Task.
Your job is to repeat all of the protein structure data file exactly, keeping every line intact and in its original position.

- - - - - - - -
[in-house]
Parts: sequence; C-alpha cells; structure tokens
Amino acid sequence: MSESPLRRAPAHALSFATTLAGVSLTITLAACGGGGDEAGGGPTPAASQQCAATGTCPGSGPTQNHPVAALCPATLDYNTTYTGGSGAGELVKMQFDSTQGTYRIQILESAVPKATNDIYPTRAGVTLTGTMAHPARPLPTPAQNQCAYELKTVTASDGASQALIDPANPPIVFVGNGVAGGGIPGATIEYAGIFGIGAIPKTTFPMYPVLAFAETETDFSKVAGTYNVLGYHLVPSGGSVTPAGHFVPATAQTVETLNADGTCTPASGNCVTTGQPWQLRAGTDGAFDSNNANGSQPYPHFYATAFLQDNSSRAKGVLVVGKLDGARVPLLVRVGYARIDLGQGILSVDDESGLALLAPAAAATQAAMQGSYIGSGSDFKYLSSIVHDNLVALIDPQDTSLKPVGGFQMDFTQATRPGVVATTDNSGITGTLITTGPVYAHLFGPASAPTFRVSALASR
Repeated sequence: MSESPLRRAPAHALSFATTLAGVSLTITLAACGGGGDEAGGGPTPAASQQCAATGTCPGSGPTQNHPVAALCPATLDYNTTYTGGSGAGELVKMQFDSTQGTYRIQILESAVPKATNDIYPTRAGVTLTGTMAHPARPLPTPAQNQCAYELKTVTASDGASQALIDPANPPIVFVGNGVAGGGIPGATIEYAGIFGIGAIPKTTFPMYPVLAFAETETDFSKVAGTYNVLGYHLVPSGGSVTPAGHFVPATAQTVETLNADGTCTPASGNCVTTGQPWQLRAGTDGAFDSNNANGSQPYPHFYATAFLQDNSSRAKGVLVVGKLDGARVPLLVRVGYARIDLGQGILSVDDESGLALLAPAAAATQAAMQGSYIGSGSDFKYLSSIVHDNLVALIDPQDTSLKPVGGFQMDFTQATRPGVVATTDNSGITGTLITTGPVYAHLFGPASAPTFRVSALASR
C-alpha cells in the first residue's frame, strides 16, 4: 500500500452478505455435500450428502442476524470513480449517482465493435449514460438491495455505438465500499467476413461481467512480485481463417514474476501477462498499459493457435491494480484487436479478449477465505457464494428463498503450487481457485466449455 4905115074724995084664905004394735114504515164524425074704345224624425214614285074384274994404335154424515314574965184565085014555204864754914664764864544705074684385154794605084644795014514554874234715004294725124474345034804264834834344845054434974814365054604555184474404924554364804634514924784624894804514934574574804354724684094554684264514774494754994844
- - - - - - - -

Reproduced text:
[in-house]
Parts: sequence; C-alpha cells; structure tokens
Amino acid sequence: MSESPLRRAPAHALSFATTLAGVSLTITLAACGGGGDEAGGGPTPAASQQCAATGTCPGSGPTQNHPVAALCPATLDYNTTYTGGSGAGELVKMQFDSTQGTYRIQILESAVPKATNDIYPTRAGVTLTGTMAHPARPLPTPAQNQCAYELKTVTASDGASQALIDPANPPIVFVGNGVAGGGIPGATIEYAGIFGIGAIPKTTFPMYPVLAFAETETDFSKVAGTYNVLGYHLVPSGGSVTPAGHFVPATAQTVETLNADGTCTPASGNCVTTGQPWQLRAGTDGAFDSNNANGSQPYPHFYATAFLQDNSSRAKGVLVVGKLDGARVPLLVRVGYARIDLGQGILSVDDESGLALLAPAAAATQAAMQGSYIGSGSDFKYLSSIVHDNLVALIDPQDTSLKPVGGFQMDFTQATRPGVVATTDNSGITGTLITTGPVYAHLFGPASAPTFRVSALASR
Repeated sequence: MSESPLRRAPAHALSFATTLAGVSLTITLAACGGGGDEAGGGPTPAASQQCAATGTCPGSGPTQNHPVAALCPATLDYNTTYTGGSGAGELVKMQFDSTQGTYRIQILESAVPKATNDIYPTRAGVTLTGTMAHPARPLPTPAQNQCAYELKTVTASDGASQALIDPANPPIVFVGNGVAGGGIPGATIEYAGIFGIGAIPKTTFPMYPVLAFAETETDFSKVAGTYNVLGYHLVPSGGSVTPAGHFVPATAQTVETLNADGTCTPASGNCVTTGQPWQLRAGTDGAFDSNNANGSQPYPHFYATAFLQDNSSRAKGVLVVGKLDGARVPLLVRVGYARIDLGQGILSVDDESGLALLAPAAAATQAAMQGSYIGSGSDFKYLSSIVHDNLVALIDPQDTSLKPVGGFQMDFTQATRPGVVATTDNSGITGTLITTGPVYAHLFGPASAPTFRVSALASR
C-alpha cells in the first residue's frame, strides 16, 4: 500500500452478505455435500450428502442476524470513480449517482465493435449514460438491495455505438465500499467476413461481467512480485481463417514474476501477462498499459493457435491494480484487436479478449477465505457464494428463498503450487481457485466449455 4905115074724995084664905004394735114504515164524425074704345224624425214614285074384274994404335154424515314574965184565085014555204864754914664764864544705074684385154794605084644795014514554874234715004294725124474345034804264834834344845054434974814365054604555184474404924554364804634514924784624894804514934574574804354724684094554684264514774494754994844